Friday, December 21, 2012

The 27th Victim

Throughout the entire post-Newtown CT shooting tragedy there have been heartfelt tributes to the "26 victims" of Adam Lanza's terroristic shooting spree. Just ... 26. Church bells around this country pealed 26 times today.  There are "26 angels" watching over us all, from Newtown to every town.

But there is a 27th victim that everyone seems to be purposely and deliberately overlooking. His mother Nancy. 

Personally, I have purposely and deliberately eschewed a lot of the news reports surrounding this story. I do not want to wallow in the national sadness, and it gets none of us anywhere to sit for 24 hours in front of a TV and look at pictures of beautiful children and their teachers, all dead.

And I am about 500% done with friends on Facebook and Twitter furiously freaking out on either side of any political fence surrounding this pasture of sadness. Relentlessly.

There are too many crazy people, lock them all up! We need more compassion to help those with mental illness! There are too many automatic and semi automatic weapons and they should all be banned, hell ALL guns should be banned! There aren't enough guns! If teachers had guns, or if there was a trained guard at the door, no one would be dead today except Adam Lanza. There are too many violent video games and TV shows in the world! It's all his mother's fault everyone is dead. It's not his mother's fault, he would have found a way to kill her and others whether or not those guns were hers. 

I don't understand why Adam Lanza did what he did, I don't. I don't think anyone ever will. And I am okay with us never understanding why. We don't need an answer really other than evil finds evil, no matter what.

But as a parent of a kid who isn't 100% perfect, who is weird and who has said and done things in the past that disturb and frighten the disturbable and frightenable, well... I can't help but feel horrible for Nancy Lanza. And the fact that her death does not matter, is not counted amongst the victims, saddens me to my core.

I am sure she did the best she could with the hand she was dealt. I have to fault her with keeping weapons IN HER HOUSE (duh) with a child/adult living there who simply was not doing well mentally from all accounts. But does she deserve to be brushed aside, hated, denied a place with the other 26?

Am I alone in this? If I am, that's okay. Tonight I have a burning candle and equally burning tears for a mom who ... well, didn't deserve this, and doesn't deserve to be forgotten.


  1. 1.) we DO need an answer, because the more knowledge we have about what drives someone to do something like this, the better we can prevent someone else from doing it. burying our heads in the sand makes us complicit

    2.) I've heard several people mention her, so she's not forgotten. but choosing to have a veritable arsenal of weapons in the same house as a kid that she was just about to have *committed* seems ill advised at best

    3.) evil is a religious construct, a way of letting us off the hook of finding out why these things happen (see #1)

    4.) I've said and I think it's dangerous to suppose that everyone who has "issues" is a minute away from committing a crime like this. we just have to keep repeating that

  2. Christine - you are not alone in your thoughts. I thought very similar things when I heard the news that Adam's mom had been shot. And while I respect "Watchwhathappens"'s opinion, I disagree. The answers that people try to provide, whether more support for those struggling with a loved one's with mental health problems or gun control discussions, are too simplistic. We could do all of those things and still evil would insinuate itself into the world.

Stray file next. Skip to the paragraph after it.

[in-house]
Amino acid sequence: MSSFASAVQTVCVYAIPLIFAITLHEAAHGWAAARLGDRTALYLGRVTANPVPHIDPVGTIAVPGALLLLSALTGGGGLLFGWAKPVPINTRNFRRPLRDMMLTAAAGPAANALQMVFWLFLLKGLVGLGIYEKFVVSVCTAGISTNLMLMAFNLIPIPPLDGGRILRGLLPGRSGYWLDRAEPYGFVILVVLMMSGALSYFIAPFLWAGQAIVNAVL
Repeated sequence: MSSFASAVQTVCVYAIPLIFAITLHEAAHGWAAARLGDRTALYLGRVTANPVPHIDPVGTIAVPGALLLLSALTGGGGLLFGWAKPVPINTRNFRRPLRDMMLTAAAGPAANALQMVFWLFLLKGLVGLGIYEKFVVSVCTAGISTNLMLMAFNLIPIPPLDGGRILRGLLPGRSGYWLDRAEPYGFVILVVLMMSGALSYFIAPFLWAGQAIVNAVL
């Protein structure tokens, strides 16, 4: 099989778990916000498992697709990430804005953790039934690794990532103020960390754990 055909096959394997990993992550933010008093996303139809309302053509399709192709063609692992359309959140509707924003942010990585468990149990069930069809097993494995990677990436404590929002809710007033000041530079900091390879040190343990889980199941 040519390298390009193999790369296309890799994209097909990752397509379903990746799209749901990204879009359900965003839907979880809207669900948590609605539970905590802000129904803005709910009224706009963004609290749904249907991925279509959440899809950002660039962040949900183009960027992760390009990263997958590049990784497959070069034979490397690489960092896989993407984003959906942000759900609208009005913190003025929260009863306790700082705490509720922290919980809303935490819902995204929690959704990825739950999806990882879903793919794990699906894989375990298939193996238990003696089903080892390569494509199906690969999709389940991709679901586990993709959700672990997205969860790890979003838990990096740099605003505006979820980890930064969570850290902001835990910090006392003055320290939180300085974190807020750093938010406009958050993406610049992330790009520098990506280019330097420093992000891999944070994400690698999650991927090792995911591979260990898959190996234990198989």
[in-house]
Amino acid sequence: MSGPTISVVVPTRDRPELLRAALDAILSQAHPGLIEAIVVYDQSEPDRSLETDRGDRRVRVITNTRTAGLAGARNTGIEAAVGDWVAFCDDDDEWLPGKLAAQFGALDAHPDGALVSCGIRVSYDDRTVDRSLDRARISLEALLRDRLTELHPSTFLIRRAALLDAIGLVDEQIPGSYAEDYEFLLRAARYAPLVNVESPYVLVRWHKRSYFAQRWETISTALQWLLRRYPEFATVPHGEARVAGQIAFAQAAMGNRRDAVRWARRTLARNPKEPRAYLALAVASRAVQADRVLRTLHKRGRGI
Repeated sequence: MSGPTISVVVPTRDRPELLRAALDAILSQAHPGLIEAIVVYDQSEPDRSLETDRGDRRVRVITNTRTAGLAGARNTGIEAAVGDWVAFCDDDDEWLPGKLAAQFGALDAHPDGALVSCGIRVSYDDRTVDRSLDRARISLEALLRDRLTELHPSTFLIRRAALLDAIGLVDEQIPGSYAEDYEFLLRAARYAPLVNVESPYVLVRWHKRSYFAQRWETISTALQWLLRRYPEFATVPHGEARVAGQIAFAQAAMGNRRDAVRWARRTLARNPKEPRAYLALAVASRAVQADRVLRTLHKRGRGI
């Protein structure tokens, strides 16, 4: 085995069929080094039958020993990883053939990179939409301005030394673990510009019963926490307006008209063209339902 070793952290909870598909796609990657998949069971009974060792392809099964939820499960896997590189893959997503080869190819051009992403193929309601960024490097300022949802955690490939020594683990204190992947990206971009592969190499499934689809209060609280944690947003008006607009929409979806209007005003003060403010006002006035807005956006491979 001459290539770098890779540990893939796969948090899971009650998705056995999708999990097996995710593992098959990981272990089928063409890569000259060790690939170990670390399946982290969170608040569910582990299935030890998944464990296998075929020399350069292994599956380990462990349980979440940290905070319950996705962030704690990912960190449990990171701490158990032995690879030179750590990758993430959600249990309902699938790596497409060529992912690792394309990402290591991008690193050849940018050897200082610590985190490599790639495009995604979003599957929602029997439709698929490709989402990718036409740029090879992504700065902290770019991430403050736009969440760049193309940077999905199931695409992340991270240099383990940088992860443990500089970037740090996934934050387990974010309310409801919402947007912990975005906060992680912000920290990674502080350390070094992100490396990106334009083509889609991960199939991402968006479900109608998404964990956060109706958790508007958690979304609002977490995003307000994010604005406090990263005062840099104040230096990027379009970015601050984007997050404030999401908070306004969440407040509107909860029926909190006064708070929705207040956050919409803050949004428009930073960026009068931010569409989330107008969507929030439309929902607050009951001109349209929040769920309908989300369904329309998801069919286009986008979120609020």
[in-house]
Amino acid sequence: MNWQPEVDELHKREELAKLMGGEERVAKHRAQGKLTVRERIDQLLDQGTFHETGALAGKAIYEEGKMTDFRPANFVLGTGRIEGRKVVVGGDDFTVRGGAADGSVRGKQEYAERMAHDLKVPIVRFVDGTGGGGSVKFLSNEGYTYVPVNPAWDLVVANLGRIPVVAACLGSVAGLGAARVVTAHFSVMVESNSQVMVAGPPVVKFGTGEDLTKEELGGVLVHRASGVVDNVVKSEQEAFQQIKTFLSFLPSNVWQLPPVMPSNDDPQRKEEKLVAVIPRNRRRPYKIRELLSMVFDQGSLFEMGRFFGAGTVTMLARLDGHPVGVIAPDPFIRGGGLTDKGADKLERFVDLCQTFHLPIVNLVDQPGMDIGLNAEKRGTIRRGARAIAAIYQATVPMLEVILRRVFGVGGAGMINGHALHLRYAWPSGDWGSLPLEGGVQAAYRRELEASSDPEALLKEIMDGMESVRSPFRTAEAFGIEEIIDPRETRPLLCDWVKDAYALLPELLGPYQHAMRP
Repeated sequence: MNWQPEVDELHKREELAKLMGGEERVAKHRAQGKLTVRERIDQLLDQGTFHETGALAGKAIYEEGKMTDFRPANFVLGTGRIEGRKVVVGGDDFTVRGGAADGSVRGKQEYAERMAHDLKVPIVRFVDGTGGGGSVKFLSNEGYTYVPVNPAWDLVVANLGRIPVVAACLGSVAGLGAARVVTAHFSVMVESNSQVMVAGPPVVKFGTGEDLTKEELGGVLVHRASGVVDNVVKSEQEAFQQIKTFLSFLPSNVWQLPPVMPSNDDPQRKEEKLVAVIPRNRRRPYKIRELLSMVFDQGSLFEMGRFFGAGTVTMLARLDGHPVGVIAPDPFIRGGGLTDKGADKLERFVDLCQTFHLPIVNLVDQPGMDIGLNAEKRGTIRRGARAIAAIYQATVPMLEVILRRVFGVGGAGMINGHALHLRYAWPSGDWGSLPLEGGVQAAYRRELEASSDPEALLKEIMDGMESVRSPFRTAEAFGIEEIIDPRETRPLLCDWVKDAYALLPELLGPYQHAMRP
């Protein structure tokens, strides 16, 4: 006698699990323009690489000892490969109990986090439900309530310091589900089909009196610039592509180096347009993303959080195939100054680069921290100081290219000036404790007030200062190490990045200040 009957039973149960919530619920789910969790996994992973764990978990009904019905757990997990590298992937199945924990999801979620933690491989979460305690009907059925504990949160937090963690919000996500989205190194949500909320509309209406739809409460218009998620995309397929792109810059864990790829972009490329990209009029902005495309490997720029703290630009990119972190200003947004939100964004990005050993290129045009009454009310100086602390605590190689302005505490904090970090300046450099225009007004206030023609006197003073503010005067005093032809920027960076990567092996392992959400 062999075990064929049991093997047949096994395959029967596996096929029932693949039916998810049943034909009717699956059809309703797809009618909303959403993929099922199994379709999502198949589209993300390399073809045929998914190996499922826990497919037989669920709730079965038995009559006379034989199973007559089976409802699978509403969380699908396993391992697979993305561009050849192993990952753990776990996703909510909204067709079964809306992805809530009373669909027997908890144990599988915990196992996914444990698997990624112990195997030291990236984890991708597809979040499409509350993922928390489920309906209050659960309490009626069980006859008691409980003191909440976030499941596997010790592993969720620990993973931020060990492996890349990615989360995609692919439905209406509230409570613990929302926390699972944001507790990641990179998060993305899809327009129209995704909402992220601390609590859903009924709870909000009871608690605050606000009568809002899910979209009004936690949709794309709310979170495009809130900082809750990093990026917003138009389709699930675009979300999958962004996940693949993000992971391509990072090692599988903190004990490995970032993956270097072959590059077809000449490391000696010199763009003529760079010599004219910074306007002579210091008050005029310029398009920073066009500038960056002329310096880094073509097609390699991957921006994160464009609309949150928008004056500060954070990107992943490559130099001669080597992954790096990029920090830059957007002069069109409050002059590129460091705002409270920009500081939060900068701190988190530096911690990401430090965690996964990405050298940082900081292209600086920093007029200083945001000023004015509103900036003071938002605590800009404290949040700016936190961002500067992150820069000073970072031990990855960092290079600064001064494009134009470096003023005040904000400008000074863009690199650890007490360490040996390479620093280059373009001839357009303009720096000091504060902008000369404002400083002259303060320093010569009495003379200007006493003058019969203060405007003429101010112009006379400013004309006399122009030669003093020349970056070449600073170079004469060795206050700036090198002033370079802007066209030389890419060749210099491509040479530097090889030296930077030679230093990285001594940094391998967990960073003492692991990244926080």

Evil is a fact. Whether you give it religious significance or not. Evil exists. Very often evil is random. What's important really is that we still strive for God and good in spite of evil. We still try to do what is loving even though something awful occurred. Even if we were to find out why this happened, even if we actually were to figure out why shootings occur it would not bring those 27 people back. What's important here now is how we proceed. Do we act with compassion and love as much as possible or do we look to blame?

    Of course not everyone who has "issues" is a minute away from committing a crime. At times I have a whole subscription myself, but I would NEVER murder anyone. What's important is to act in love and have compassion for those who do. Using our compassion does not mean we do not expect people to answer for their evil deeds, but it does mean that we realize our world is flawed and so are the people in it. The flaws mean we can do some horrible things to each other and those human beings around us need to be aware of that and step in when needed to prevent the evil from escalating. That means we TAKE RESPONSIBILITY for the human beings around us and care enough to notice what might be happening. We need to lose the "it's not my problem" mentality that seems to be pervasive and pay attention to what is happening with our neighbor.

    Adam Lanza's mom had one perspective on her son's issues. While we may not agree with her approach, she was trying to be responsible according to what I read. Her approach was unfortunately flawed. That doesn't mean she deserves any less compassion, love or acknowledgement. She had people in her life who loved her and she did what she thought was best.

    What would make this tragedy worse would be to fail to recognize that we were dealing with human beings. While we need to be diligent about doing what we can to prevent such horrible things from happening and we need to hold those who are responsible accountable, we also need to pay attention to what is happening around us and act with love and compassion.